No one could have predicted the number and magnitude of the natural disasters that affected Missouri in 2011. But, such is the nature of disasters, and that is why planning and preparedness pays off.
Many hospitals throughout Missouri activated their emergency operations plans and the hospital command centers because of the 2011 disasters. In situations such as the January blizzard and the floods in southeast and northwest Missouri, the activation of both the emergency operations plan (EOP) and incident command (IC) were by all accounts very successful. There was adequate notice and time to prepare, and the communication systems were uninterrupted.
Although the financial damage for all three events was substantial, the impact on the health care system was manageable.
As one of the deadliest tornados in American history, the Joplin tornado caused 161 fatalities and approximately 1,371 injuries.
“It is unlikely that an [emergency operations plan] will ever provide exact response instructions, but it does provide staff the critical thinking skills needed to anticipate and respond to a disaster,” the report states. “Emergency preparedness planning must not be an exclusive process; all employees and medical staff must know and understand the EOP. … Plan and exercise together.”
Among the lessons learned in the report, the MHA offers hospitals the following tips:
Make sure the incident commanding officer and other chiefs take time to establish operational periods of one to two hours and stop to review progress. They should also monitor for unauthorized individuals, such as vendors or media, trying to enter the hospital.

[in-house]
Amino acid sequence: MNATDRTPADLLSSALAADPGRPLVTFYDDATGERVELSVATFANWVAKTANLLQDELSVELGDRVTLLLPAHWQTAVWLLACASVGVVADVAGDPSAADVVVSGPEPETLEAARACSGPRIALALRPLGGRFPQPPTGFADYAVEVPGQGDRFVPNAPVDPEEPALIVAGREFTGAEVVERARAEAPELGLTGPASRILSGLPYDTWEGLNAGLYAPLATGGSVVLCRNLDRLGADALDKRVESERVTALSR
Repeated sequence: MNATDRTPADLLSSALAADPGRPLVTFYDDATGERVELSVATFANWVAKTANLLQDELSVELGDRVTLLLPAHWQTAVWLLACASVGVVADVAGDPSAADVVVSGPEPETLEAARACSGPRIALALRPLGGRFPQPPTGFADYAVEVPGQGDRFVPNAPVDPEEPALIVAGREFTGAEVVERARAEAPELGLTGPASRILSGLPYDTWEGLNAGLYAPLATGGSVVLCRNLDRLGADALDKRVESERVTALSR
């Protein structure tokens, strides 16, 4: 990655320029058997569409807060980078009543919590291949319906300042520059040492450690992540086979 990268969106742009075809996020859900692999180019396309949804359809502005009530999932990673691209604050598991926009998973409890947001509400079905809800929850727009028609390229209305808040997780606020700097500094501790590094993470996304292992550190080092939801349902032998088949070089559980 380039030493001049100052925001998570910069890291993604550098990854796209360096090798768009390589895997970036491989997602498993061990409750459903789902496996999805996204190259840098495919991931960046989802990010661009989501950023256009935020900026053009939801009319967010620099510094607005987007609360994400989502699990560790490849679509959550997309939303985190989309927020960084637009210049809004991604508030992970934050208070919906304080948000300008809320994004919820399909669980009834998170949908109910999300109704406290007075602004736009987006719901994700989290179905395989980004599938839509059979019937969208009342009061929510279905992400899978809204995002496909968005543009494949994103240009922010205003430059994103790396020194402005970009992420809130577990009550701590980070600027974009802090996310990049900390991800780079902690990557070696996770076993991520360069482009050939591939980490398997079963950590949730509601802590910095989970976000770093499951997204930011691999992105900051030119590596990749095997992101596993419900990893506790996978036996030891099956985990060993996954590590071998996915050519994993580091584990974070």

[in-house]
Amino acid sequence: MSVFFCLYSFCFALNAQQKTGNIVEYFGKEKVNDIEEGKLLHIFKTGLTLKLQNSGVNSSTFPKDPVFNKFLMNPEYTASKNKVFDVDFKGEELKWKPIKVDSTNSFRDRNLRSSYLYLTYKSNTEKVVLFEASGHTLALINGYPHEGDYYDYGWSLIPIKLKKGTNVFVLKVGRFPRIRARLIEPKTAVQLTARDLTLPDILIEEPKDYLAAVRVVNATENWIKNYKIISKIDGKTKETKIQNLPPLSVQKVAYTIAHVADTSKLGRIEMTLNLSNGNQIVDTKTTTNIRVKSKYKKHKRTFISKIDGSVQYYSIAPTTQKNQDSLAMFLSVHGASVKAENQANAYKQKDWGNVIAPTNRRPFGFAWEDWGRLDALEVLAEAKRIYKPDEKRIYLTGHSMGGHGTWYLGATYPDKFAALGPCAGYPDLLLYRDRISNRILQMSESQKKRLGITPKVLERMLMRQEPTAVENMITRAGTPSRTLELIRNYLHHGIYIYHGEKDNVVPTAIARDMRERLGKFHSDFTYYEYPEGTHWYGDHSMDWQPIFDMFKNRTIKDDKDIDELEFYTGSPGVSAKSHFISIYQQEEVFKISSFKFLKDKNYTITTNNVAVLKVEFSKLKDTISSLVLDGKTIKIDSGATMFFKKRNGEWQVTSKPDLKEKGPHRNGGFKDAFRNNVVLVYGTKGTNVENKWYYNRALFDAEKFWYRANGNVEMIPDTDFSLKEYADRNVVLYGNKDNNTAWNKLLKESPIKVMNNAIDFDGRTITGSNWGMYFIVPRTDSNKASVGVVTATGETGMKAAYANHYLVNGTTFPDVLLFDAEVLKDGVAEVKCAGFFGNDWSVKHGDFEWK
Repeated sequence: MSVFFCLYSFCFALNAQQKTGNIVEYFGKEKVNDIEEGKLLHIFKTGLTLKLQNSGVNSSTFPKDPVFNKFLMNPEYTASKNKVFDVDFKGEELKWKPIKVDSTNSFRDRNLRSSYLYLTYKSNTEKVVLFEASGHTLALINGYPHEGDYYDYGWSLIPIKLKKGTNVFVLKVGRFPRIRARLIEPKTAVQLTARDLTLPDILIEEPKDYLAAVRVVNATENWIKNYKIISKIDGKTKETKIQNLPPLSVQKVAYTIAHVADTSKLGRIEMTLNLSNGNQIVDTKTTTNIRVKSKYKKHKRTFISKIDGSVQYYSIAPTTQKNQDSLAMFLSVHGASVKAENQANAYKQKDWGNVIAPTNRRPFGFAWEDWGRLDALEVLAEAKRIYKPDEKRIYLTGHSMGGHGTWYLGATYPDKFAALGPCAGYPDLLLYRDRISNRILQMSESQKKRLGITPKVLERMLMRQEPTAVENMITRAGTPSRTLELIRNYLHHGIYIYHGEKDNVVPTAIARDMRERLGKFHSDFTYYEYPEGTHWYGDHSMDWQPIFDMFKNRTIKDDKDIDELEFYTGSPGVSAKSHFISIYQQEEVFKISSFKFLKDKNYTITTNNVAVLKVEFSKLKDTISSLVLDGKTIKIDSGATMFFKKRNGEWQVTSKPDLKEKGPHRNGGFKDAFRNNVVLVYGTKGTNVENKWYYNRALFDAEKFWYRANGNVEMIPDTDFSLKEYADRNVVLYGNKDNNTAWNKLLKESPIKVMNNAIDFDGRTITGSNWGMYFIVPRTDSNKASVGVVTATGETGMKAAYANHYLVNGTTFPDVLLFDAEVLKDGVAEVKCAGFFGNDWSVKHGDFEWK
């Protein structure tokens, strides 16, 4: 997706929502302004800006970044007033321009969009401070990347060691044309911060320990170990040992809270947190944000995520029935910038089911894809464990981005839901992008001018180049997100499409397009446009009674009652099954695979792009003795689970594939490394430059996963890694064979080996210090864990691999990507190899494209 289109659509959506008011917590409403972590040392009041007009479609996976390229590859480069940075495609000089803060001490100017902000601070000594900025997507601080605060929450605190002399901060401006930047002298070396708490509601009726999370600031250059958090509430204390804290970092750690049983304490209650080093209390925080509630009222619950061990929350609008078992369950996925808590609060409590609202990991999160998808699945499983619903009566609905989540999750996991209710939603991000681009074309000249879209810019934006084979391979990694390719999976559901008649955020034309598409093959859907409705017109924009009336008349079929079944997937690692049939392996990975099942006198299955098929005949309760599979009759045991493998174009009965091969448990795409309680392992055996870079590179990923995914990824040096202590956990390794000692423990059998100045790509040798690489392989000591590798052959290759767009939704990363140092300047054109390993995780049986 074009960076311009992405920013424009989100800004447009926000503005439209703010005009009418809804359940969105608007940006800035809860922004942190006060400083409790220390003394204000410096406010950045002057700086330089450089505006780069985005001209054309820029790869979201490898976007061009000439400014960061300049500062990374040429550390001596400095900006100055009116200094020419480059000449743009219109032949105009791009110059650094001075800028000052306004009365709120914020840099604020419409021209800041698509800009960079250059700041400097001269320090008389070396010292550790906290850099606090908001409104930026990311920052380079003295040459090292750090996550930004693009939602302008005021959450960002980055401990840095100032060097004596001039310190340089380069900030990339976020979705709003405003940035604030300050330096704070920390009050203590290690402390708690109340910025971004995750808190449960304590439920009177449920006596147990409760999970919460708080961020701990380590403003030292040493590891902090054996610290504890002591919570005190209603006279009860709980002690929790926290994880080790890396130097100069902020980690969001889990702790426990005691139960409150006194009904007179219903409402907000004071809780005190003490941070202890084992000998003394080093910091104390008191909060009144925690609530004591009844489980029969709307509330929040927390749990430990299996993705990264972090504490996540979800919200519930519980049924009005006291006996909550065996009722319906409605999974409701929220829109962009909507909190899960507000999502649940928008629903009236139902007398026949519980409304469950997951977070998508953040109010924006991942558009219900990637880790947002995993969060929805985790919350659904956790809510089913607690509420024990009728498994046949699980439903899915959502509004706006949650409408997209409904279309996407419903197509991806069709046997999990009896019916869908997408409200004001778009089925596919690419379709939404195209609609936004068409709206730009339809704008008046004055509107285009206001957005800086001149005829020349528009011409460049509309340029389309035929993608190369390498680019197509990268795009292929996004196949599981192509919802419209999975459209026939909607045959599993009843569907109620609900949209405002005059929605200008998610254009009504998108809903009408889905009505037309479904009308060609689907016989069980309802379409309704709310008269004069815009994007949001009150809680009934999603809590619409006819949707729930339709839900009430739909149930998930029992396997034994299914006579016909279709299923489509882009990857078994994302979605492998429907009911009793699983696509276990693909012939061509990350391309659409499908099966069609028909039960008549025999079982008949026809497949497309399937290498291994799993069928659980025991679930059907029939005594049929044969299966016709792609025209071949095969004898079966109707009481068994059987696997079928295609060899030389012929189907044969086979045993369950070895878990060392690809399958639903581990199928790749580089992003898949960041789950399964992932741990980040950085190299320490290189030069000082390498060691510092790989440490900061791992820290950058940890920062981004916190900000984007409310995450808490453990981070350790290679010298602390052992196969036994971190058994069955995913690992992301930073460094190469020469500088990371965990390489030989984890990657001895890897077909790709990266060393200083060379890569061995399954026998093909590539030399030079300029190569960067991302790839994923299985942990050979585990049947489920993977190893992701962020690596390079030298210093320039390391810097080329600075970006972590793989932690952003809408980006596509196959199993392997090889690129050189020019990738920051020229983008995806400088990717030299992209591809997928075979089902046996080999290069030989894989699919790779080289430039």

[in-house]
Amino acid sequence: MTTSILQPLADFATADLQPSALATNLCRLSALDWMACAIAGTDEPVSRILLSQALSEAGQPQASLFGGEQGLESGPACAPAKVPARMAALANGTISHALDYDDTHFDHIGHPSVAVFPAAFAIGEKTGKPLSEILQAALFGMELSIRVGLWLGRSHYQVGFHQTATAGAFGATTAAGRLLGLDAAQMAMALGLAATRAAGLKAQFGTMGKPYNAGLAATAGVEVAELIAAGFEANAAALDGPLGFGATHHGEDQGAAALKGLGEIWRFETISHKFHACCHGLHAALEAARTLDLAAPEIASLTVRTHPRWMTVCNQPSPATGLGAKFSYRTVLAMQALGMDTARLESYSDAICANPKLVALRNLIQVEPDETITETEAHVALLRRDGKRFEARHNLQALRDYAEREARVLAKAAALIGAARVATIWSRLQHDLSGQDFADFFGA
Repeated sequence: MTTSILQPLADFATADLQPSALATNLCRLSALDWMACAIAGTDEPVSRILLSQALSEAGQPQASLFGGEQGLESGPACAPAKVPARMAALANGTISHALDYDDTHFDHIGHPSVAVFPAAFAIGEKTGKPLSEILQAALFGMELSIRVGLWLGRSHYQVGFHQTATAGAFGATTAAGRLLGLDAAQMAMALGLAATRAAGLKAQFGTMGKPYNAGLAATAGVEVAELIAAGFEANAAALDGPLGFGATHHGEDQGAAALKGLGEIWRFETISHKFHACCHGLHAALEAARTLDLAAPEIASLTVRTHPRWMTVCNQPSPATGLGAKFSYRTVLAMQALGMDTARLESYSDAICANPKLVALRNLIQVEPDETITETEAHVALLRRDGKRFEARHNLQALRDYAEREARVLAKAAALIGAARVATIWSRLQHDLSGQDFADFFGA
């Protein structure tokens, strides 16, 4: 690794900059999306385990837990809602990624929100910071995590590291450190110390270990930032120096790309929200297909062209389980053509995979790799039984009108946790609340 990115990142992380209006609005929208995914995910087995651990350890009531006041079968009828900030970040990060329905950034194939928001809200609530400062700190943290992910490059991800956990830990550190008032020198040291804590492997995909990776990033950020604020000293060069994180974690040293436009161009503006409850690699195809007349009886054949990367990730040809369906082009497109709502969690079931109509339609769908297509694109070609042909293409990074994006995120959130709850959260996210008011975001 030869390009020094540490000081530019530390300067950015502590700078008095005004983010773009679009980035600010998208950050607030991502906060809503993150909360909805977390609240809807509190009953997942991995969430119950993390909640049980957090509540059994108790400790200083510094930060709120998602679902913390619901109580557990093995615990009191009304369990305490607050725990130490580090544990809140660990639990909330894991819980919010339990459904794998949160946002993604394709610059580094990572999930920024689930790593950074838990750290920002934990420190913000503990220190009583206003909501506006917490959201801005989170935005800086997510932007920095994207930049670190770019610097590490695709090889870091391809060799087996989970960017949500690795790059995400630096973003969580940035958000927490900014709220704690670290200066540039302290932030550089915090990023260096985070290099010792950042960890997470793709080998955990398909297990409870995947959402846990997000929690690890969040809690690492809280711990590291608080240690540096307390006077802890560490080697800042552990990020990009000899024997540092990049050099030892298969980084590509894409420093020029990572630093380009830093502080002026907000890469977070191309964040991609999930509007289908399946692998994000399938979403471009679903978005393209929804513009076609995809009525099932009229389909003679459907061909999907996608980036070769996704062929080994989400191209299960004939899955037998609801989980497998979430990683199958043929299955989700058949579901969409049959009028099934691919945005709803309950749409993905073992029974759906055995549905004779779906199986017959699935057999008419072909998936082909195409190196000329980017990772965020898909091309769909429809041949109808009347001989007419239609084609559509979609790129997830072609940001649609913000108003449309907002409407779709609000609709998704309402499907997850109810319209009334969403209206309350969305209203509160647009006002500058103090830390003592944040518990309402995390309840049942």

Assign a public information officer to address the media and enact the social media strategy. Use the backup grab bags of pencils, paper and flashlights if the communication systems like the internal phones fail, and establish a separate hotline for additional communication with staff.
Use the to-go kits of water, batteries, cell phone chargers, etc., placed throughout the facility.
Ensure that staff have multiple, proper IDs, and have a plan for lockdown with immediate security reinforcement or a crowd diversion procedure.
The tornado that struck Joplin, MO was a monster by any definition with winds up to 250 miles an hour and a funnel at times topping a mile wide. The tornado destroyed fire stations and a hospital while also killing 160 and injuring around 1,000 individuals.
Jim Morgan, local EMS medical director had a front-row view of the event and its aftermath; he distills eight key lessons learned in this article: